can incorporate a reflective filter in the coverglass to divert the portion of
the spectrum that's not useful-- this is known as "blue-red reflector" covers
(actually "UV-infrared" reflectors.)  But it's a complication and an added
expense that only adds a very small amount of performance.

>A more broadband solution would use a diffractive trough concentrator
>to produce an intense rainbow at the target, with several types of PV
>cell matched to the spectrum,

Yep-- this is the "Rainbow concentrator" technology.  It was an approach
looked at by Varian in the early 1980's, which is being revived by a group
operating out at JPL.  The theoretical numbers look good-- the question is
whether it will work well in practical applications.

>including perhaps fluorescent converters for the blue end of the spectrum.  IR
>downconverters perhaps, to put the peak into the 1100 nm region?

I looked at spectral shifters a long time ago, and found that they were way
too inefficient to help.  The technology may have changed enough to make it
worth looking at again, and there are some possible tricks you can play, but
it's harder to do than you would think, and downconverters are in general not
very efficient.  (the exception is coherent downconversion, but unfortunately
sunlight is not coherent.)

 Geoffrey A. Landis
 physicist and part-time science fiction writer
 (and professional space solar array scientist)

From: (Henry Spencer)
Subject: Re: Mirrors on Solar Arrays (was: Re: Energy by Airwaves?)
Date: Sat, 20 Mar 1999 19:01:08 GMT

>> (I was under the impression that solar-thermal-driving-a-turbine had
>> higher conversion efficiencies than PV cells. In particular, no quantum
>> efficiency problems. Is my memory wrong? ...

Solar-dynamic systems have been perennial also-rans for a long time.  In
particular, the space station *almost* had solar-dynamic power; in fact, I
think that happened more than once.  For that application in particular,
solar-dynamic has a couple of big advantages:  the higher efficiency
permits smaller surfaces which have less air drag, and with suitable use
of phase-change materials, you can store energy for the night half of the
orbit as heat and dispense with the big battery bank.  (For a permanent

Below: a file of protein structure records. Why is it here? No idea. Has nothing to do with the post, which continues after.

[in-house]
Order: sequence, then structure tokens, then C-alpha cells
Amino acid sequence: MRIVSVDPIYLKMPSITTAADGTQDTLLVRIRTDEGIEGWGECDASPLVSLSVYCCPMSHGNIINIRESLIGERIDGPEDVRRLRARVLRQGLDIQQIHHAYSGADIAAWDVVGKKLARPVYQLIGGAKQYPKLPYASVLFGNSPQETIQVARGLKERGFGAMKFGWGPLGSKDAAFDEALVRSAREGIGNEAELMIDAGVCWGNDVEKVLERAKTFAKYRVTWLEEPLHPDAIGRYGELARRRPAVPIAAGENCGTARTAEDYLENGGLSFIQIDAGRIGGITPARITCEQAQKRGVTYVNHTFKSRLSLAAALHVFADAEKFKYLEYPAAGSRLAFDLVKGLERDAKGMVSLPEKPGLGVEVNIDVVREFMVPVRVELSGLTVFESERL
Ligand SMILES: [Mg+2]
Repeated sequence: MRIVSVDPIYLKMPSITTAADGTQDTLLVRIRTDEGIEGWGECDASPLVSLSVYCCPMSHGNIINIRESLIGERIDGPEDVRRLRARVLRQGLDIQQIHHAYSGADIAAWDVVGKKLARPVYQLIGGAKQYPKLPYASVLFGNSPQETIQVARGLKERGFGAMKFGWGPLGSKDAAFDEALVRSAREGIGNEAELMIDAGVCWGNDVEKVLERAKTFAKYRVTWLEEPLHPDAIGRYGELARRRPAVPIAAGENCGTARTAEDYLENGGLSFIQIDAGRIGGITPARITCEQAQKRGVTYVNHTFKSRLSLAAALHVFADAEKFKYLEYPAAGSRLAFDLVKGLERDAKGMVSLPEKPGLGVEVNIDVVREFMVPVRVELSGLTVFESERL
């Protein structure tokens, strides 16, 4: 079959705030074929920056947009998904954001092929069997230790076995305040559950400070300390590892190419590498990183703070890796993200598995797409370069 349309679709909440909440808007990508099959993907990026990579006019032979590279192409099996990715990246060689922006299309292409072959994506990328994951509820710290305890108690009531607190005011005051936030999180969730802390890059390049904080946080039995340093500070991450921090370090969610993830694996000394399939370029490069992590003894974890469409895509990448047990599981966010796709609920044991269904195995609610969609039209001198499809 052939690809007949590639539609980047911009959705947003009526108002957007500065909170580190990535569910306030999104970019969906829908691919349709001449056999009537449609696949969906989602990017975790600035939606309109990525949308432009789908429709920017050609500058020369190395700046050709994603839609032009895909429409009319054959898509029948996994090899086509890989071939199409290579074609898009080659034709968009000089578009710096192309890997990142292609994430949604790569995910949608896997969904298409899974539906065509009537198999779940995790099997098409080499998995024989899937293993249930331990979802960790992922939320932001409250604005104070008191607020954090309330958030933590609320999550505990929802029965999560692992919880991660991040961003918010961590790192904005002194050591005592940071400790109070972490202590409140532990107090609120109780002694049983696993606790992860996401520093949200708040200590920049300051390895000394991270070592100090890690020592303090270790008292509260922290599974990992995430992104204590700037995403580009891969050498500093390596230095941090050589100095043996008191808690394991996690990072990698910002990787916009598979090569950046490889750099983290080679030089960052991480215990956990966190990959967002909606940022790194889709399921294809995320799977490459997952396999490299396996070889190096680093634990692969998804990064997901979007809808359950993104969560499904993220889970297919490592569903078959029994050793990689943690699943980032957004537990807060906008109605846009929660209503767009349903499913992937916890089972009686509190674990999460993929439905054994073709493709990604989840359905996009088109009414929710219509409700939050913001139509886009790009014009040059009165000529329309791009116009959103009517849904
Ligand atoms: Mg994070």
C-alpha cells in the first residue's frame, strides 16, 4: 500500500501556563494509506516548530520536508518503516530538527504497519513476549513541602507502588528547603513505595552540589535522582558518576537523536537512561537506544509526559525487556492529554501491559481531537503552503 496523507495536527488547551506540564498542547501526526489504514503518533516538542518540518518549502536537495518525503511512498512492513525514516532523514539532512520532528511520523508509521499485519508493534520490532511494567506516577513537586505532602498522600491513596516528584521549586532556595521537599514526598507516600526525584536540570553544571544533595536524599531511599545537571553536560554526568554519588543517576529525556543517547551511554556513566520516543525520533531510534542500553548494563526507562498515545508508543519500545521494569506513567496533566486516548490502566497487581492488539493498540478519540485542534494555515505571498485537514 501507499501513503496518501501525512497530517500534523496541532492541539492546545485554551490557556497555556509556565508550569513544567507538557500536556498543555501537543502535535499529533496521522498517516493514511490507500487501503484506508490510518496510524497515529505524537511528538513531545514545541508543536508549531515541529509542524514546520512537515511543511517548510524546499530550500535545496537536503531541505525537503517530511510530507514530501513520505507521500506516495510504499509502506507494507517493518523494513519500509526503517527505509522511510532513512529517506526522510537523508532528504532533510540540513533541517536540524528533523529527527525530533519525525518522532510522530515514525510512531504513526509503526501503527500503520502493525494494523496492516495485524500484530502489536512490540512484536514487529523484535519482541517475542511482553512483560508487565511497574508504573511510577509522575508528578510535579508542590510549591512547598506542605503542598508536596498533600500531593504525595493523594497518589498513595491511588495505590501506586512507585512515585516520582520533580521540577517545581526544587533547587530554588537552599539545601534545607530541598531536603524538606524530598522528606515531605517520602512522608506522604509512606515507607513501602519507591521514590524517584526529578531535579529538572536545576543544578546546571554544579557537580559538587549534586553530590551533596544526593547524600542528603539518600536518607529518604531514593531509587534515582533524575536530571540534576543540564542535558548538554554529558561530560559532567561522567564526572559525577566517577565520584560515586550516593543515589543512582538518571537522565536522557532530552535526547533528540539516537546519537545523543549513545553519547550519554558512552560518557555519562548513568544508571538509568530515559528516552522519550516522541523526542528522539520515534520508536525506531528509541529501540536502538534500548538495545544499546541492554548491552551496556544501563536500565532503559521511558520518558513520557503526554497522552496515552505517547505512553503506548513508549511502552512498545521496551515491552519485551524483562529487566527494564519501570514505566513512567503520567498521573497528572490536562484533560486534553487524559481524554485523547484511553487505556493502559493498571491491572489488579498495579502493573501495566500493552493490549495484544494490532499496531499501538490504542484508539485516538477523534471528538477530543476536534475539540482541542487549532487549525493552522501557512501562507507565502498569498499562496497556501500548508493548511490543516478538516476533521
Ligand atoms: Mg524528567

space station, station mass is much less important than resupply mass
flow, and battery replacement and rocket fuel for air-drag compensation
are big resupply items.)

>Turbogenerator SPS's never got as much attention as PV.  Main reason is:
>if the assumption is Earth-launch of all components, that drives you
>stongly toward the lightest designs.  But if ET resources are used,
>turbo might be more favorable...

Unfortunately, while solar-dynamic power systems can use mirrors made from
extraterrestrial resources, their turbogenerators are relatively heavy
pieces of precision machinery... while the simpler sorts of solar cells
are not prohibitively hard to make from lunar (etc.) materials.

Almost certainly the best way to make an extraterrestrial-materials
powersat is to use thin-film amorphous-silicon solar cells, which are not
as efficient as the more conventional (for space purposes) crystalline
cells, but are easier to make and can be made *extremely* thin and light.
The good old days                   |  Henry Spencer
weren't.                            |      (aka

Date: Wed, 11 Aug 1999 00:35:41 -0700
From: Doug Jones <>
Subject: Re: SPS != Solar Panels RE:Feasibility of SPS...

Folks, you're all losing track of the real cause of solar cell
degradation in space.  It's not micrometeorite impacts- those are
dealt with by a thin cover glass- but crystal defects caused by
ionizing radiation.  Darkening of the cover glass is a secondary
effect, but solar protons are the main concern. Annealing at 100-200
C will reverse most of these aging effects, so one need only scan a
large magnifying glass over the array to extend the system life.
One can envision Sojourner-sized "spiders", crawling slowly about
the arrays carrying fresnel lenses...

At there is a good
briefing on space solar cell history and technology.

Benjamin Diedrich wrote:

> wrote:
> >
> > Ian St. John <> wrote:
> > > Your vulnerability is the radiator. You need a "cold side", and with
> > > the equivalent of a vacuum bottle all around the only means is
> > > radiation, which take a lot of area.
> >
> > Yes, but would building/designing a redundant radiator be cheaper in the
> > long run? Would it be worth it to avoid solar panels? A solar dynamic
> > setup could be done as a grid of "nodes", each with a turbine/bubble/radiator.
> > This sort of design could be "plug and power", when a node is damaged, a
> > new one is popped onto the grid, inflated, and starts generating.
> I doubt it. Solar arrays already are made as a grid of photovoltaic
> cells. If an area is damaged, it reduces the total power of the system,
> but it is localized to that one area. Once an area accumulates enough
> damage, it can replaced by pulling the area out and plugging in new
> solar panels. Early SPS may never be visited by maintenence crews, so a
> photovoltaic system would be ideal. It would gradually degrade in
> performance, rather than having discrete failures of critical
> components, like any part of the heat engine in a dynamic system.
> > J05H
> Ben

Doug Jones, Freelance Rocket Plumber